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SACRAMENTO, Calif. (AP) - The state Senate leader is backing off a proposal for a so-called carbon tax and instead wants to dedicate billions generated by California's greenhouse gas reduction law to affordable housing, mass transit and high-speed rail.

Senate President Pro Tem Darrell Steinberg said Monday that his willingness to pivot from a consumer fuel tax was driven by the need to fund environmentally related infrastructure projects while helping low-income Californians with housing.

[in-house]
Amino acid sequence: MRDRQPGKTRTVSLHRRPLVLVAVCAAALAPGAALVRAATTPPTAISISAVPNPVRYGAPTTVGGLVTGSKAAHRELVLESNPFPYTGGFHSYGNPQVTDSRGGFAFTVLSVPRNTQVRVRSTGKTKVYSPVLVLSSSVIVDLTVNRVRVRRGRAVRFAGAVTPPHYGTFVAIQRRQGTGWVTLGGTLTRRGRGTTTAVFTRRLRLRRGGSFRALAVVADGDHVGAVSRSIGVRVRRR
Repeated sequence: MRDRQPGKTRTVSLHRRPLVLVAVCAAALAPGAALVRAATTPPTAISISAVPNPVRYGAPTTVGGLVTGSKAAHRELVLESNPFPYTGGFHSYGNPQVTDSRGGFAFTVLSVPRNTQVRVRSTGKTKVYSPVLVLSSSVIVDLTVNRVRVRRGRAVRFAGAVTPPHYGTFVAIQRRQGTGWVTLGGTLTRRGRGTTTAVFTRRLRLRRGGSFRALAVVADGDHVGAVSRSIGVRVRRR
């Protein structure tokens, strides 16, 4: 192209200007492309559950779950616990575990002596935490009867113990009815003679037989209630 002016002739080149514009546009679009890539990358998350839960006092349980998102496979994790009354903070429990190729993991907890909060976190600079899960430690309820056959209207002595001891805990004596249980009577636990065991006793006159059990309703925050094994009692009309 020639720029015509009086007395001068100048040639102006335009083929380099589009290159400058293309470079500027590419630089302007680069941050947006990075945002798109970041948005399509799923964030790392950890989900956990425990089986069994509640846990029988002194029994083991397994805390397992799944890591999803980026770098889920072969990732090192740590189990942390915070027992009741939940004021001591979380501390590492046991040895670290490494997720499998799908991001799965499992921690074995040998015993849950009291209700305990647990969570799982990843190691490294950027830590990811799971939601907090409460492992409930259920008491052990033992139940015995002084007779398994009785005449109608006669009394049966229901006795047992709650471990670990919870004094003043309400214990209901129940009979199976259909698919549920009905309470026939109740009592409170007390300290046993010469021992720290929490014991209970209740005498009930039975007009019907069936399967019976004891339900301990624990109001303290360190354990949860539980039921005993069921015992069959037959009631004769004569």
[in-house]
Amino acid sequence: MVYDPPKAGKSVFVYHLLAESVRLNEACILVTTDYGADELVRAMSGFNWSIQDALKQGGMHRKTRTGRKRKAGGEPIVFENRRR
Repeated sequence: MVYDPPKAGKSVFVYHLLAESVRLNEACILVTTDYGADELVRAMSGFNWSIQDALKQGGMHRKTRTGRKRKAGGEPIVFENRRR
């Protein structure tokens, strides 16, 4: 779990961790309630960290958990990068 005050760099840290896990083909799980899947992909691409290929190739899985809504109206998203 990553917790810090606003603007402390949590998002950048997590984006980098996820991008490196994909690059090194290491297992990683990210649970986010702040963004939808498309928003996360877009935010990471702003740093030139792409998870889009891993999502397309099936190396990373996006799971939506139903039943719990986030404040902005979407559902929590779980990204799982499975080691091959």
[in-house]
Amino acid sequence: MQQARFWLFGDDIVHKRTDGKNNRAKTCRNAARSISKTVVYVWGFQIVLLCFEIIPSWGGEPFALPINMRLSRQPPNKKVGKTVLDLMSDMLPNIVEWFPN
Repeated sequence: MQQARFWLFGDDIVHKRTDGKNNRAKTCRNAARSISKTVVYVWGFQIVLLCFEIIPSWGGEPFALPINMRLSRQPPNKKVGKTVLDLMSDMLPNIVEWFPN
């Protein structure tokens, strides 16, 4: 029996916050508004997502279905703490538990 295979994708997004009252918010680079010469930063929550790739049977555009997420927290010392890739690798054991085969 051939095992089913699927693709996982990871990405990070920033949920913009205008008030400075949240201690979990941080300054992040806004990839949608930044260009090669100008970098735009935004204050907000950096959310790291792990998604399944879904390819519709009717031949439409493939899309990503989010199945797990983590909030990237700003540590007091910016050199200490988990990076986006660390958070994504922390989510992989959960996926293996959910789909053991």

The Sacramento Democrat also threw his support behind Gov. Jerry Brown's budget proposal to help finance the $68 billion bullet train.

Steinberg's initial plan was quickly criticized as a direct hit to Californians even though the current cap-and-trade revenue system is expected to raise gasoline prices starting next year. His revised plan has backing from transit, housing and environmental groups.

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